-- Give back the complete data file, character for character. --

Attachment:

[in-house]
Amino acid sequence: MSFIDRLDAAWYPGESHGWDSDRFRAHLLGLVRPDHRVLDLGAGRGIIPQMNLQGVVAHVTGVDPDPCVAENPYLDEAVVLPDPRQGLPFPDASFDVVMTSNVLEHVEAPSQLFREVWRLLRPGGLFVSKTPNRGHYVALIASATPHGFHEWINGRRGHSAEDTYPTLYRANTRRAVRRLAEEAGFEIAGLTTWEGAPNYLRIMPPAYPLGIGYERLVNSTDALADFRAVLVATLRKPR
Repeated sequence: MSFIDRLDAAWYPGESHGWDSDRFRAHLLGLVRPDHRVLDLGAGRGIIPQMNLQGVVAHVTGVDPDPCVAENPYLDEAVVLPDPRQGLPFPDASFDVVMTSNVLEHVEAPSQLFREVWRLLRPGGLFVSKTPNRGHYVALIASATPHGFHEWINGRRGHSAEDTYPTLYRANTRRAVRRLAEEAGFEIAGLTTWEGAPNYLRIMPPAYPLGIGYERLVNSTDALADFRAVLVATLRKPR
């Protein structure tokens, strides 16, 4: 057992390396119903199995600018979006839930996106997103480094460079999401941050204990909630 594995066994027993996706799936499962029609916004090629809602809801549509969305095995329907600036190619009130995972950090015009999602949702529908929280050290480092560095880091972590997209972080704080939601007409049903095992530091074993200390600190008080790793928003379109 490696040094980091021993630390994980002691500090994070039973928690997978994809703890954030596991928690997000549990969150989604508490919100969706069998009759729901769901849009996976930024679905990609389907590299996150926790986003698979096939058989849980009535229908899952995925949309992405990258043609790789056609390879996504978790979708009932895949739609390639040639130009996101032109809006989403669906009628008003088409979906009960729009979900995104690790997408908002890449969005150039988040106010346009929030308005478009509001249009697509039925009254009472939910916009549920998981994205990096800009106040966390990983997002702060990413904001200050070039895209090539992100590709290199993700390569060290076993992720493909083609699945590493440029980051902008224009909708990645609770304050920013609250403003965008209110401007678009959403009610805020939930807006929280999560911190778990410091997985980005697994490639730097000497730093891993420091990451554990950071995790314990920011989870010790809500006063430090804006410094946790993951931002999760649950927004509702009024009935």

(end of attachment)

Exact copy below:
[in-house]
Amino acid sequence: MSFIDRLDAAWYPGESHGWDSDRFRAHLLGLVRPDHRVLDLGAGRGIIPQMNLQGVVAHVTGVDPDPCVAENPYLDEAVVLPDPRQGLPFPDASFDVVMTSNVLEHVEAPSQLFREVWRLLRPGGLFVSKTPNRGHYVALIASATPHGFHEWINGRRGHSAEDTYPTLYRANTRRAVRRLAEEAGFEIAGLTTWEGAPNYLRIMPPAYPLGIGYERLVNSTDALADFRAVLVATLRKPR
Repeated sequence: MSFIDRLDAAWYPGESHGWDSDRFRAHLLGLVRPDHRVLDLGAGRGIIPQMNLQGVVAHVTGVDPDPCVAENPYLDEAVVLPDPRQGLPFPDASFDVVMTSNVLEHVEAPSQLFREVWRLLRPGGLFVSKTPNRGHYVALIASATPHGFHEWINGRRGHSAEDTYPTLYRANTRRAVRRLAEEAGFEIAGLTTWEGAPNYLRIMPPAYPLGIGYERLVNSTDALADFRAVLVATLRKPR
């Protein structure tokens, strides 16, 4: 057992390396119903199995600018979006839930996106997103480094460079999401941050204990909630 594995066994027993996706799936499962029609916004090629809602809801549509969305095995329907600036190619009130995972950090015009999602949702529908929280050290480092560095880091972590997209972080704080939601007409049903095992530091074993200390600190008080790793928003379109 490696040094980091021993630390994980002691500090994070039973928690997978994809703890954030596991928690997000549990969150989604508490919100969706069998009759729901769901849009996976930024679905990609389907590299996150926790986003698979096939058989849980009535229908899952995925949309992405990258043609790789056609390879996504978790979708009932895949739609390639040639130009996101032109809006989403669906009628008003088409979906009960729009979900995104690790997408908002890449969005150039988040106010346009929030308005478009509001249009697509039925009254009472939910916009549920998981994205990096800009106040966390990983997002702060990413904001200050070039895209090539992100590709290199993700390569060290076993992720493909083609699945590493440029980051902008224009909708990645609770304050920013609250403003965008209110401007678009959403009610805020939930807006929280999560911190778990410091997985980005697994490639730097000497730093891993420091990451554990950071995790314990920011989870010790809500006063430090804006410094946790993951931002999760649950927004509702009024009935």